San Diego State University’s Independent Student Newspaper Since 1913

The Daily Aztec

San Diego State University’s Independent Student Newspaper Since 1913

The Daily Aztec

San Diego State University’s Independent Student Newspaper Since 1913

The Daily Aztec

The ‘buddy system’ gets an upgrade with apps

Soccer Fans and Young Adults Make a Toast in Bar
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College can be a pretty wild place. Oftentimes, students are too caught up in the partying that they don’t pay attention to their own safety. It’s important while at a party or walking around at night that students be aware of their surroundings and know what steps to take to protect themselves when faced with an emergency. Thankfully, there are a plethora of mobile apps that promote safety and can help students quickly.

About four out of five college students drink alcohol, and out of those who do, 50 percent do so through binge drinking, according to the National Institute on Alcohol Abuse and Alcoholism. Drinking responsibly is something that not all college students do, but with a simple download, these two apps can assist with safer drinking.

Drunk Mode

This useful, and quite funny, app is there for users at their worst. Drunk Mode has features such as hiding certain phone contacts so users don’t drunk call or text. A time limit can be set for up to 12 hours for how long they want these contacts to be disabled.

Another feature is called “Find My Drunk”, which allows people to track their other drunk friends via GPS so they don’t lose them when out partying. A feature called “Self Protection” can be enabled, which makes the user answer a series of math problems to turn off Drunk Mode.

The age requirement to download Drunk Mode is 18, but that does not mean they are promoting underage drinking. The app is just to help those who choose to drink so they can stay safe and protected.

The app will officially be launched in San Diego on Friday, Sept. 12.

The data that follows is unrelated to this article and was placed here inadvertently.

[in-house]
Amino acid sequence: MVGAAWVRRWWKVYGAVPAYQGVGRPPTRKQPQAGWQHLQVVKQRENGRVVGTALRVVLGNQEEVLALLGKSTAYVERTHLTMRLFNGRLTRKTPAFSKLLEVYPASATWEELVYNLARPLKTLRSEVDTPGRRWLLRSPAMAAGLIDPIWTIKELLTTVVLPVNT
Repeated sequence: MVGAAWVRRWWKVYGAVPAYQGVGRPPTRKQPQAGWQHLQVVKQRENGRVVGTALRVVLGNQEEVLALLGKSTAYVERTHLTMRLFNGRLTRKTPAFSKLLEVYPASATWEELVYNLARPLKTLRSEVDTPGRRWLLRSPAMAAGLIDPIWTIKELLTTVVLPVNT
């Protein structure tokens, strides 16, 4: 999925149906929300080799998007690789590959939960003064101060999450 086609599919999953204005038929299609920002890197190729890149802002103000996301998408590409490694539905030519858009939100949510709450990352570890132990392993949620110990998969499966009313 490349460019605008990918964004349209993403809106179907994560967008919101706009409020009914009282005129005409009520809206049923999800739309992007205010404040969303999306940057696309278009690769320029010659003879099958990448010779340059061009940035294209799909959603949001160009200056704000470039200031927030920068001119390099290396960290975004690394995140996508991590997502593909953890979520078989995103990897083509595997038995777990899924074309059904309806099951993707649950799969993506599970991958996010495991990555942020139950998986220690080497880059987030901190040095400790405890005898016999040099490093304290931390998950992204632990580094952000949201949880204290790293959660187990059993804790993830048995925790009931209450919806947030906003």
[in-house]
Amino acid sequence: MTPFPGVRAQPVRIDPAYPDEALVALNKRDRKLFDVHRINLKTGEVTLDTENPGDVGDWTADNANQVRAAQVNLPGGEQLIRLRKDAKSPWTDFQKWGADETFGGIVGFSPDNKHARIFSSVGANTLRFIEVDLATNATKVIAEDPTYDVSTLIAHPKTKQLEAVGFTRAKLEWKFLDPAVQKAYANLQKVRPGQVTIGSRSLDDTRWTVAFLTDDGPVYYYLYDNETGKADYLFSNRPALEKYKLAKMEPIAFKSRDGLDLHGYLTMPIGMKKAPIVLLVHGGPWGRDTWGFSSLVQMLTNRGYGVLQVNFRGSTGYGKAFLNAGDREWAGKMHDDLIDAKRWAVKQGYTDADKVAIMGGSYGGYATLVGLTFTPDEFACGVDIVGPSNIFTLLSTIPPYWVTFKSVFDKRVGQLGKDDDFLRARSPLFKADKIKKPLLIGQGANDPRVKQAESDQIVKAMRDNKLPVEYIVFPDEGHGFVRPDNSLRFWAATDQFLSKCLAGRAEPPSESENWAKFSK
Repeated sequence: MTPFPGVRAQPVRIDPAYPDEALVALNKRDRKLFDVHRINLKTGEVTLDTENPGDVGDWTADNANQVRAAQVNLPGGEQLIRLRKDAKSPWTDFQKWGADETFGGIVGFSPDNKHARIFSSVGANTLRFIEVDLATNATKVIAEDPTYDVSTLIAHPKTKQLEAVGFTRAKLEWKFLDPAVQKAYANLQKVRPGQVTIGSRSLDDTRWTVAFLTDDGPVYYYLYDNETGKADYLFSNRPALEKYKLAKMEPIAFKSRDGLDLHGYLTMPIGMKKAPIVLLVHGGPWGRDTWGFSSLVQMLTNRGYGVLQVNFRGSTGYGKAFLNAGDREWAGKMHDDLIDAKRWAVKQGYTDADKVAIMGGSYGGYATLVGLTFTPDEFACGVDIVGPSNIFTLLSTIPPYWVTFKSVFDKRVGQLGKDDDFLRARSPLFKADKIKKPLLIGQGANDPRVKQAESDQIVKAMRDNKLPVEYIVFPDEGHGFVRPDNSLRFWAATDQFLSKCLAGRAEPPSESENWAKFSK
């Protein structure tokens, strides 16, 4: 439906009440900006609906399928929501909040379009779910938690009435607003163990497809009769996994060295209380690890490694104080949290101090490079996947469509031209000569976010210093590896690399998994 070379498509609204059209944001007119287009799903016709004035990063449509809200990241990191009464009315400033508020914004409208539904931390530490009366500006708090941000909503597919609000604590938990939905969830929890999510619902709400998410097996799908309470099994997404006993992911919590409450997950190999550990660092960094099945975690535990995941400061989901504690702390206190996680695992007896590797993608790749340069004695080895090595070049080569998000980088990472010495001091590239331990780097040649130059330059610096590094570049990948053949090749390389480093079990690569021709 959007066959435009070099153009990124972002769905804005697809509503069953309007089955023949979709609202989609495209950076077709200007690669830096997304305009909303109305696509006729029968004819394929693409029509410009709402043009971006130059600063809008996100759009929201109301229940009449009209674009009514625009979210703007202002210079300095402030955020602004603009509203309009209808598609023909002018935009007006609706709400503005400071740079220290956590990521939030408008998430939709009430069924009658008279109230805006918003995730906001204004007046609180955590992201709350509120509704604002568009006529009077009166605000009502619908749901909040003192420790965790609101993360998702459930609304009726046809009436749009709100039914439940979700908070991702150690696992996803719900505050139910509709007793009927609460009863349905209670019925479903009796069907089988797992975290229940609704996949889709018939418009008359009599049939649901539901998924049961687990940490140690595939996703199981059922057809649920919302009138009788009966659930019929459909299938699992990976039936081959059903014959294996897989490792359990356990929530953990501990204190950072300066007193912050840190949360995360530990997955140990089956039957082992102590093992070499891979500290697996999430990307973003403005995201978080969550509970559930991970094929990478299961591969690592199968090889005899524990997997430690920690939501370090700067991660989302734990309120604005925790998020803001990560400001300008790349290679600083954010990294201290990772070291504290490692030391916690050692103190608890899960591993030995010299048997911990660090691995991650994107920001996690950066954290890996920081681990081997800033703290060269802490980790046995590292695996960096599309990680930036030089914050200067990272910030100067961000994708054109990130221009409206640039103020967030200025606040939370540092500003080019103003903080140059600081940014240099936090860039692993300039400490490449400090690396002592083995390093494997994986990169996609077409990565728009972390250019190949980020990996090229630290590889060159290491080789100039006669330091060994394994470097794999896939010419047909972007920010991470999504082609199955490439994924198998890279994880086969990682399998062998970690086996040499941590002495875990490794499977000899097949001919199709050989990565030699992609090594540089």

Last Call

This other drinking app calculates a person’s blood-alcohol level to see whether or not they are safe to drive. It works when the user logs their alcohol consumption as they’re drinking. They must keep an eye on how high their blood-alcohol level is getting. If the user is too drunk to drive, they can use the app to call a cab.

The app also has a list of DUI lawyers for those who may need one, but please, don’t drink and drive.

Between 20 and 25 percent of women will experience a completed and/or attempted rape during their college career, according to Campus Safety Magazine. As sad as that is, it’s true that college campuses can be a dangerous place, especially at night and while intoxicated. These next two apps are great resources to have handy on your phones to keep you safe.

Watch Over Me

This personal safety app is there to “watch over you,” especially when feeling unsafe. Users can set up GPS tracking for however long until they check in that they are safe. If they do not check in, Watch Over Me will send out an alert stating the users location to their emergency contact list.

Other features include alerts when entering high crime areas, setting up areas such as school or home so tracking will stop while at those places, and an automatic emergency alert that triggers when the user shakes their phone. The person’s phone camera will also turn on when triggered to record what’s going on.


With Guardly, users can easily alert family, friends, and police when in an emergency. The app allows up to 15 contacts and will send alerts via email, text, and phone call. Users can even directly contact 911 fast and easy.

This app is ideal for college students because they can sign up as part of their college campus using a university email. When enabled, the emergency alert will also connect with the campus police.

Additionally, users can create different groups. For example, one for their family back home and one for friends at their college. This way, the emergency alert will only send out to the contacts that are in the user’s area.

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San Diego State University’s Independent Student Newspaper Since 1913
The ‘buddy system’ gets an upgrade with apps